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What Is After-Tax Income?

By Motley Fool Staff – Apr 4, 2017 at 5:18PM

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Sorry -- the IRS doesn't let you keep all of your earnings.

Just because you make a certain salary doesn't mean you get to take home your earnings in full. Once you apply state and federal payroll taxes to your wages, the amount you'll get in each paycheck will be considerably lower than your base income. Whatever number you're left with all after taxes are taken out is known as your after-tax income, and that's the amount of money you'll have at your disposal to spend on living expenses, save, or invest.

Calculating after-tax income

If you're a salaried worker, you don't need to do much to calculate your after-tax income, because the net amount listed on your paychecks will represent that figure. If you get paid via direct deposit, the amount that gets filtered into your bank account each pay period is your after-tax income.

Pay stub


Imagine you earn $50,000 a year and you don't allocate pre-tax dollars to a retirement account or flexible spending account. If your total tax liability equals $18,000, then your after-tax income for the year will be $32,000. Simple.

After-tax income and budgeting

Following a budget is one the best ways to keep your spending in check and ensure that you're on track for meeting your financial goals. But when you create your monthly budget, be sure to base your calculations on your after-tax income. If your pre-tax income per month is $5,000 but your after-tax income is only $3,600, you'll need to make sure your spending doesn't exceed that lower threshold.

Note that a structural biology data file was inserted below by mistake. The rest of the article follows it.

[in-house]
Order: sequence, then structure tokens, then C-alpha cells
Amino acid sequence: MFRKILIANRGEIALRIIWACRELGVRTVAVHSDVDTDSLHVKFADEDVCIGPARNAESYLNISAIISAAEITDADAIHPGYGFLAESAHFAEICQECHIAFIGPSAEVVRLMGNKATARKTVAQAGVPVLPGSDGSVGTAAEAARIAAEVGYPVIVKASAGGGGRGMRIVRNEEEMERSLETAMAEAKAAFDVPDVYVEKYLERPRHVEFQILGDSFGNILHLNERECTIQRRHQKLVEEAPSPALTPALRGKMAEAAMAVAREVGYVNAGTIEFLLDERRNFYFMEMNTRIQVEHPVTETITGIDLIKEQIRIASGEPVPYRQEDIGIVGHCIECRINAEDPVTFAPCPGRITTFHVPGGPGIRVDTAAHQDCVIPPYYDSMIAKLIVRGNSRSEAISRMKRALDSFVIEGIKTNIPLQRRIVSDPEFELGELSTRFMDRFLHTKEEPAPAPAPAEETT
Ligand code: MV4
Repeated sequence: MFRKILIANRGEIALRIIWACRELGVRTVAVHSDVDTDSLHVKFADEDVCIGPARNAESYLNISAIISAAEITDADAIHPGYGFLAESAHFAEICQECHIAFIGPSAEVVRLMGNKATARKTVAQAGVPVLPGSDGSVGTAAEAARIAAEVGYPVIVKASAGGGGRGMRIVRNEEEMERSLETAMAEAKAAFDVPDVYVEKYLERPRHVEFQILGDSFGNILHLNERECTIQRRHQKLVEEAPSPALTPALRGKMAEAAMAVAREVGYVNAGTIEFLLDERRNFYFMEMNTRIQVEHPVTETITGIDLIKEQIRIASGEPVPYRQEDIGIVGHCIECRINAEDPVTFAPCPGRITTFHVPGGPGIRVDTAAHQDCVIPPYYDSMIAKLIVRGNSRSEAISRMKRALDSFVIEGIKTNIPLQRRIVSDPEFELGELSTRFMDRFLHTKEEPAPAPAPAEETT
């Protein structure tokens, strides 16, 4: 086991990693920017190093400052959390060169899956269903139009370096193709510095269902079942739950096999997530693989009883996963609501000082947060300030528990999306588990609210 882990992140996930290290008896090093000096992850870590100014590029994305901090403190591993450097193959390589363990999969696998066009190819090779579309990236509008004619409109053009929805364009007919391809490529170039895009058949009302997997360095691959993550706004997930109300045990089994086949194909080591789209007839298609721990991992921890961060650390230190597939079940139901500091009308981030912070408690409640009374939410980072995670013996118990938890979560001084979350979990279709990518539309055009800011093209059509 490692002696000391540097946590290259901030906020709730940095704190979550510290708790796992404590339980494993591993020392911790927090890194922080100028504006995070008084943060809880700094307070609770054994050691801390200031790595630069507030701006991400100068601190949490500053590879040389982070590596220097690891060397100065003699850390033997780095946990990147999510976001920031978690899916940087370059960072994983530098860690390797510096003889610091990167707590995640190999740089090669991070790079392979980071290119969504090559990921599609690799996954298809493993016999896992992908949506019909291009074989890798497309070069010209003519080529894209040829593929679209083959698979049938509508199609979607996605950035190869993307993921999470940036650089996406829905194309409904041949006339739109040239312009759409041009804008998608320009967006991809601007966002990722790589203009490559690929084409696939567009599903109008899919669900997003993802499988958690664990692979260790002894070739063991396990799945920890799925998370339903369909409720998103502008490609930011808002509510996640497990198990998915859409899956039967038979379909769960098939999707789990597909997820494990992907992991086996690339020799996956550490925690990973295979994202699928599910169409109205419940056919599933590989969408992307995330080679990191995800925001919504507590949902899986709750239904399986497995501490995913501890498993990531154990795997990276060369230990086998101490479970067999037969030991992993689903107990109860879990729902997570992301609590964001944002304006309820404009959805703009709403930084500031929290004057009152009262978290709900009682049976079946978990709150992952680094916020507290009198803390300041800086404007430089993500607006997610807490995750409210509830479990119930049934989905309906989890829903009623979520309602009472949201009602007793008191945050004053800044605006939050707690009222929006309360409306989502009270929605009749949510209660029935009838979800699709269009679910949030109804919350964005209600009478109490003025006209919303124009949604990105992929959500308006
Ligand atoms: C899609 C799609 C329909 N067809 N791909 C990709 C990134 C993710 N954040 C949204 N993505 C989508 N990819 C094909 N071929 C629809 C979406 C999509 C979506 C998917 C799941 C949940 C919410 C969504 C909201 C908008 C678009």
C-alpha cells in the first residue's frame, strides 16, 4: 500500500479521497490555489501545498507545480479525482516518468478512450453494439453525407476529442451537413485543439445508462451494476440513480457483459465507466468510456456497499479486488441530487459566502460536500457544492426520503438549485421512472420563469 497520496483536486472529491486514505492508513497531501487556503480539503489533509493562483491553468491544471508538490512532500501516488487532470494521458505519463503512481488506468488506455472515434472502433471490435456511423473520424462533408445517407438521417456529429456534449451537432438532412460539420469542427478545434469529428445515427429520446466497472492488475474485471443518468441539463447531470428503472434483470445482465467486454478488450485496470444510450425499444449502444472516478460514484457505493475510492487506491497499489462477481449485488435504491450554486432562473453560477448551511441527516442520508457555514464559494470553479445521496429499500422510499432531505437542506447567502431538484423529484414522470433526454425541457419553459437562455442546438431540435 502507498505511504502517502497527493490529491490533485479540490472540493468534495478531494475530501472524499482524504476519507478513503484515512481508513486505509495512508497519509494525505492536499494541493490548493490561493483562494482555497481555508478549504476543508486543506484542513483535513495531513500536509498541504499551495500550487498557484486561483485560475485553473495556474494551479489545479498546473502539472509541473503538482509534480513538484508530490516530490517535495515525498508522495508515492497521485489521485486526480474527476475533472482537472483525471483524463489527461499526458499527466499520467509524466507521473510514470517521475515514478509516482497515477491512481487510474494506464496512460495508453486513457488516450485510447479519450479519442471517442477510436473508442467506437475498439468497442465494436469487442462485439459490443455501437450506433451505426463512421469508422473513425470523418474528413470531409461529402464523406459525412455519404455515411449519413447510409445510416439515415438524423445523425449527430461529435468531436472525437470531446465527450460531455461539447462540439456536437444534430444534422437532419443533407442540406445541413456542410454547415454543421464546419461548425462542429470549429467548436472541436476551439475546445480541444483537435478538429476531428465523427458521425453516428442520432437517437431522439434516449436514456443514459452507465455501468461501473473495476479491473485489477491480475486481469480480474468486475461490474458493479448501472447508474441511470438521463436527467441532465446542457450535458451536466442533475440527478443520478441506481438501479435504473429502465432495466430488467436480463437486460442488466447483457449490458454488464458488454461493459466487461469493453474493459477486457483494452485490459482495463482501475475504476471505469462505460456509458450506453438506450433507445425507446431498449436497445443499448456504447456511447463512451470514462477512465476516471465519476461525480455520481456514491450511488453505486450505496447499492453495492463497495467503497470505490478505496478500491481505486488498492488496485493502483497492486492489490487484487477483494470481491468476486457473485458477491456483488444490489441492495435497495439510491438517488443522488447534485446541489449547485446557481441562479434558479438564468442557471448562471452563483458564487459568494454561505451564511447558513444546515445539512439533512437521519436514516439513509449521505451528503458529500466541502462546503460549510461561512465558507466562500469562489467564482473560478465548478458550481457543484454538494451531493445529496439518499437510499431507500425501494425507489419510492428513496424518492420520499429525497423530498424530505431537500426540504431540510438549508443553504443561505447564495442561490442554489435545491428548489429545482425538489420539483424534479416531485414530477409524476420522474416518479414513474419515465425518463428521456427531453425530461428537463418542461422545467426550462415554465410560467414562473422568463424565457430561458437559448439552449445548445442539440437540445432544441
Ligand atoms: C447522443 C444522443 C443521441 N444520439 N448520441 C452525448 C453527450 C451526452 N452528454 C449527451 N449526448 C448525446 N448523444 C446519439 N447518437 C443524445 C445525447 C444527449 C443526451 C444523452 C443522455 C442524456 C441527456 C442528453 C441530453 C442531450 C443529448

It's especially important to pay attention to after-tax income if you're thinking of getting a mortgage. As a general rule of thumb, your housing costs, including property taxes and homeowners' insurance premiums, should never exceed 30% of your after-tax income. Using our last example, if your after-tax income is $3,600 a month, then you'll need to keep your housing expenses to $1,080 a month or less.

Pre-tax versus after-tax retirement savings

When saving for retirement, you'll often have the option to contribute either pre-tax or after-tax dollars to your IRA or 401(k). If you put money into a traditional 401(k), your employer will subtract those contributions from your gross pay and then apply all applicable state and federal taxes to your remaining income. As a result, you won't pay taxes on your contributions the year you make them.

Say your gross income is $5,000 a month but you allocate 10% of that to your 401(k). Your employer will first deduct $500 and set it aside before taxing the remaining $4,500. If your effective tax rate is 25%, you'll save $125 a month by contributing to your retirement account, because you'll get to avoid taxes on $500 of income.

Roth IRAs (and 401(k)s, though they're less popular) work the opposite way. When you fund a Roth account, you're contributing money from your after-tax income, which means your gross income is taxed in full and you don't get any immediate tax benefit for your contribution. The plus side is that when the time comes to take withdrawals in retirement, you'll collect that money tax-free. Traditional IRA and 401(k) withdrawals, on the other hand, are taxed in retirement, so while you'll get a tax benefit up front, you'll owe the IRS its share down the line.

In an ideal world, you'd get to keep all of your income, but as we all know, that's just not the way things work. Understanding the difference between pre-tax and after-tax income can help you make smart financial decisions and budget accordingly. 

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